Q: Can you tell us a little about how you started writing; was it something you have always wanted to do?
A: Unlike most writers, I did not grow up wanting to write stories. In fact, I didn’t even consider writing until I was in my thirties. For about a dozen years, I read romance novels constantly, at least one a week, sometimes as many as three. A few years ago, I picked up one I still think of as the worst romance novel I’ve ever read. I thought, “How did she get this published? Even I could do better than that.” So I decided to prove it. I found it to be a lot more difficult than I expected.
Q: Are you able to write as much as you would like? Could you tell us about your writing schedule? What do you enjoy doing when not writing?
A: There is never enough writing time. I work full time and have a family. Writing time is limited, but the vast majority of my free time is spent writing or doing writing related activities like promotion and stuff. There’s no schedule to speak of unless you consider “every night after supper” as being scheduled time.
If I do have a moment when I’m not writing, I’m probably reading. I gave up most television a long time ago.
Q: Who or what has been the biggest influence on your writing? Who has been your biggest support?
A: I’d have to say that some of my favorite authors were the biggest influence. One of my dreams is to write a novel as good as some by Julie Garwood, Teresa Medeiros, Connie Mason, or Victoria Alexander. I am blessed to have a whole network of support. My family is supportive, dozens of friends beg to proofread for me, and I’ve found a host of wonderful online writing friends who support me in too many ways to name.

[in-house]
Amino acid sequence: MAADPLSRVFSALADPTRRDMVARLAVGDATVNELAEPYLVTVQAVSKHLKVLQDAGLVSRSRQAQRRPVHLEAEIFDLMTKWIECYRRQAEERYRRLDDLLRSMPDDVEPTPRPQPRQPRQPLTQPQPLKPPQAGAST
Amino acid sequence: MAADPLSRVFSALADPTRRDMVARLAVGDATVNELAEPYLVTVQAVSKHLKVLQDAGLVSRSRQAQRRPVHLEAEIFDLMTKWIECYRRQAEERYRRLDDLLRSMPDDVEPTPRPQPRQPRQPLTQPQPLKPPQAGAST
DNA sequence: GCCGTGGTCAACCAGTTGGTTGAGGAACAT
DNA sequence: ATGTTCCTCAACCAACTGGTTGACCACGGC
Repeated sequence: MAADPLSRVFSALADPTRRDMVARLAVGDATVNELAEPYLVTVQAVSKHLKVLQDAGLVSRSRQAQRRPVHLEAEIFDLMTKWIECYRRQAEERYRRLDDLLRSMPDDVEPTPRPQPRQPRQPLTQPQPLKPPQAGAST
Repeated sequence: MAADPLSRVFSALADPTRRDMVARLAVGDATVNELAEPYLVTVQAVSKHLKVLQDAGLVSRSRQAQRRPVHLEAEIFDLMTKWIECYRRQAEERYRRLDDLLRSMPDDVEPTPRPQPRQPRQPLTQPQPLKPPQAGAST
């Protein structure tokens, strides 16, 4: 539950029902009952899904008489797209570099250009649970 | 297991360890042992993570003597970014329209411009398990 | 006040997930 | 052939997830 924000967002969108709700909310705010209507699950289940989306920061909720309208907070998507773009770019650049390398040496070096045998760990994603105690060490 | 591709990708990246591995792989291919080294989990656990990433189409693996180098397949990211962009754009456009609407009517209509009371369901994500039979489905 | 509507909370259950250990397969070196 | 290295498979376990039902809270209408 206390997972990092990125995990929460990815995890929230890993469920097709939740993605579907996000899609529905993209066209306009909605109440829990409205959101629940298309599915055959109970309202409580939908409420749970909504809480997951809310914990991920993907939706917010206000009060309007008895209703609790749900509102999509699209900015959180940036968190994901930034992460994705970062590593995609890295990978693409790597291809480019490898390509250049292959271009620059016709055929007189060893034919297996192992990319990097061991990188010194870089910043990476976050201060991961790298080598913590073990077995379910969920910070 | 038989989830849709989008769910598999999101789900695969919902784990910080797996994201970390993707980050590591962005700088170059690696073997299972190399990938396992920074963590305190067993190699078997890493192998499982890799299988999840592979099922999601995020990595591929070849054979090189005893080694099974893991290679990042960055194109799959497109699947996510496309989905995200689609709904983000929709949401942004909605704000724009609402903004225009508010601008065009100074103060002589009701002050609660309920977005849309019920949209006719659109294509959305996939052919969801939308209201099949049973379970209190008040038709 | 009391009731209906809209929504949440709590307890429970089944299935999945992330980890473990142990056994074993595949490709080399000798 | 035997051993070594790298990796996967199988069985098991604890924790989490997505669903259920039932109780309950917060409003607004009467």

Q: Most authors are avid readers; what is your favorite genre to read? What titles would we see in your TBR pile?
A: Usually I prefer either historical or paranormal romance, but as long as it’s romance, I’ll probably enjoy it. Currently I have over three hundred books in the TBR pile. There is a stack of Stephanie Laurens Cynster novels. Julia Quinn’s Bridgerton series is there. I’ve got several of Sherrilyn Kenyon’s books, and a wide variety of other “new-to-me” authors I want to try. It’s a good thing I got an e-reader a while back, or the TBR pile would likely require another couple of bookshelves. Hello, my name is Nita, and I’m a romance novel addict.
Q: What do you feel are the essential elements of a great story?
A: First, I need a hero to fall in love with and a heroine I can identify with. Throw in some conflict, some ups and downs. Then it must have a happily-ever-after. I personally would never consider a story “great” without that.
Q: Do you feel your writing is character driven or plot driven? How do you balance these two elements?
A: Definitely character driven. My characters show up one day out of the blue and hound me until I start writing. I often find that after the first two or three chapters, I have to stop and sketch an outline to be certain the plot elements are there. Whether my characters like it or not, I have to make sure there’s a plot.
Q: How would you describe the sensuality level in your books? Do you find it difficult to write love scenes?
A: I’d say the sensuality level is “spicy.” I’ve never had any trouble writing an explicit love scene. The key word there is love. I think most readers will find that I put a lot of emotion into my stories and books. For me, there needs to be a connection between the two people. I guess I’m just too much of a romantic. But I’ve yet to write a story where the bedroom door is closed to the reader. Heck, that’s the good part! Readers will find hot, detailed love scenes with very little (if any) graphic or coarse language.
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